In one embodiment, the at least one variable capacitance and the at least one variable inductance of the resonant circuit are capable of switching between a predetermined number of capacitance-inductance value pairs that have a particular order, wherein the compensation circuitry is configured to activate a next capacitance-inductance value pair in the order if the comparison circuitry determines that the voltage across the output of the switching transistor is above the predetermined voltage range and the compensation circuitry is configured to activate a previous capacitance-inductance value pair in the order if the comparison circuitry determines that the voltage across the output of the switching transistor is below the predetermined voltage range.

In one embodiment, the comparison circuitry is configured to sample the voltage across the output of the switching transistor just before the transistor turns back on during the switching cycle, wherein the comparison circuitry is synchronized to the switching frequency of the switching transistor but samples at a lower rate.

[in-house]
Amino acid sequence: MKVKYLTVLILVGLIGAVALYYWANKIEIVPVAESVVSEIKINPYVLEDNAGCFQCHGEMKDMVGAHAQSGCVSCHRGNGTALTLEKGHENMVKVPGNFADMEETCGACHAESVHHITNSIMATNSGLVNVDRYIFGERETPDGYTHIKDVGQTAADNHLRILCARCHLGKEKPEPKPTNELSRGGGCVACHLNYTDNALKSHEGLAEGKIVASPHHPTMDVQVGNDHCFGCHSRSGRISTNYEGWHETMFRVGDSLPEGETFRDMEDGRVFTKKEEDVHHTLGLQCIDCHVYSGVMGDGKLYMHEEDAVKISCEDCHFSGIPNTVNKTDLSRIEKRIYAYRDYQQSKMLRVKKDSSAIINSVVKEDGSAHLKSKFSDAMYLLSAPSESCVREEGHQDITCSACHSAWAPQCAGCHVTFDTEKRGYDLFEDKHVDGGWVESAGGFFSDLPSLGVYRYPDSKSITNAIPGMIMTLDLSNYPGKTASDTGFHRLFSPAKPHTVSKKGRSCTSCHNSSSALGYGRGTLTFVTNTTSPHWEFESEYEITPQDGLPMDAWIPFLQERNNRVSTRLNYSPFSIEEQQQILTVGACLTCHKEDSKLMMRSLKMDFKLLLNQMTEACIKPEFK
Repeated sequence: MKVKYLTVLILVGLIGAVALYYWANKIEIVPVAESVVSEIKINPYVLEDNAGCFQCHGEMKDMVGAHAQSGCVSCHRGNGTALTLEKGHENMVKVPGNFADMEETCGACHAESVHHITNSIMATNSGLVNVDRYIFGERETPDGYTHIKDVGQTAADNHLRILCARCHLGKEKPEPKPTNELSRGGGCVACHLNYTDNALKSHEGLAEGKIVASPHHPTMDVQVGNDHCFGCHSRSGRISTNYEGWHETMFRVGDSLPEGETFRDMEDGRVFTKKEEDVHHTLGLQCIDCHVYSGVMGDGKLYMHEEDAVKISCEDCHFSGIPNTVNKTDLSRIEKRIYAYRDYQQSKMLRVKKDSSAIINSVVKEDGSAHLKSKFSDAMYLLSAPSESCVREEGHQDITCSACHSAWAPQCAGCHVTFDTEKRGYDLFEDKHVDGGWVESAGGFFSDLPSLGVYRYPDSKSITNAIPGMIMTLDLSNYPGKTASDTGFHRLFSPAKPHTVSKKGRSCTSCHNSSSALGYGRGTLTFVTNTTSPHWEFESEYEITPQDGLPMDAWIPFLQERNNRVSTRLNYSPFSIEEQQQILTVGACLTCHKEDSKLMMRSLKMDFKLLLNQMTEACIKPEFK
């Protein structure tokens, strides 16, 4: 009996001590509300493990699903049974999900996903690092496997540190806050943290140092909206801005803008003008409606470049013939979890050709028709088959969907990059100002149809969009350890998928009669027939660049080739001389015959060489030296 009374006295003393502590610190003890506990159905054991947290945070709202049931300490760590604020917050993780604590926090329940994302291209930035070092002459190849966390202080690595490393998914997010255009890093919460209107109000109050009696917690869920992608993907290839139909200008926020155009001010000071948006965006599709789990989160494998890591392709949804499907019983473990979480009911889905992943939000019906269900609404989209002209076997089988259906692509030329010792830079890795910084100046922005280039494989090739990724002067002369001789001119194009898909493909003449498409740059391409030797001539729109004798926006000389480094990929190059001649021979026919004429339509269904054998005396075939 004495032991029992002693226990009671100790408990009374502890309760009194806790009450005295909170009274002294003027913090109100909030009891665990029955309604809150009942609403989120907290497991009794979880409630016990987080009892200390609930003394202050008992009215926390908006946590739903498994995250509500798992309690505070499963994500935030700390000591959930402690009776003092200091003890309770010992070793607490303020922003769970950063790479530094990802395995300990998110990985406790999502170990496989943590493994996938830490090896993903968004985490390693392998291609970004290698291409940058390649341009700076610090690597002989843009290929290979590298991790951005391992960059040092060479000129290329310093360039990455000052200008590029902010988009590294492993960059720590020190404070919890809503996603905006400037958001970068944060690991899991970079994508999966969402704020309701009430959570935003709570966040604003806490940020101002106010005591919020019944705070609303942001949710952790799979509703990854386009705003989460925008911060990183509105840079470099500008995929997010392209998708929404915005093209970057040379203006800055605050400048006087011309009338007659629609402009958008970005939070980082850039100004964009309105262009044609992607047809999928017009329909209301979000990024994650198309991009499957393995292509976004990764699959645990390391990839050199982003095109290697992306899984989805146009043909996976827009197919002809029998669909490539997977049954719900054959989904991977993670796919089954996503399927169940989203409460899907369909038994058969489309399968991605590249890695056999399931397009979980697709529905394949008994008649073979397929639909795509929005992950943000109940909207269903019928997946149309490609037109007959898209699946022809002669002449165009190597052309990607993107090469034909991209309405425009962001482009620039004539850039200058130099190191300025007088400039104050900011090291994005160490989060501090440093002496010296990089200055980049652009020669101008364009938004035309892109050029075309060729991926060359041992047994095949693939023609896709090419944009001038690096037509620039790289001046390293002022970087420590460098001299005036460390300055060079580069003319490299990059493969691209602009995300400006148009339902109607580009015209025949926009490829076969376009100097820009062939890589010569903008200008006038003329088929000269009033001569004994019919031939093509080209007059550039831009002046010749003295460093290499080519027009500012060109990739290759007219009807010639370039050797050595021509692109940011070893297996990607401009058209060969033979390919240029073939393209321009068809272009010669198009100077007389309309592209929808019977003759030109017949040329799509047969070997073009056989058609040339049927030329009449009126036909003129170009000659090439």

In one embodiment, the compensation circuitry is configured to adjust the capacitance value of the at least one variable capacitance and the inductance value of the at least one variable inductance in a continual manner to dynamically compensate for changes in primary side load in the portable electronic device.

In one embodiment, the portable electronic device is configured to cease charging another portable electronic device when the other portable electronic device has reached a predetermined level of charging that is less than a maximum level of charging.

BRIEF DESCRIPTION OF THE DRAWINGS

The foregoing features may be more fully understood from the following description of the drawings in which: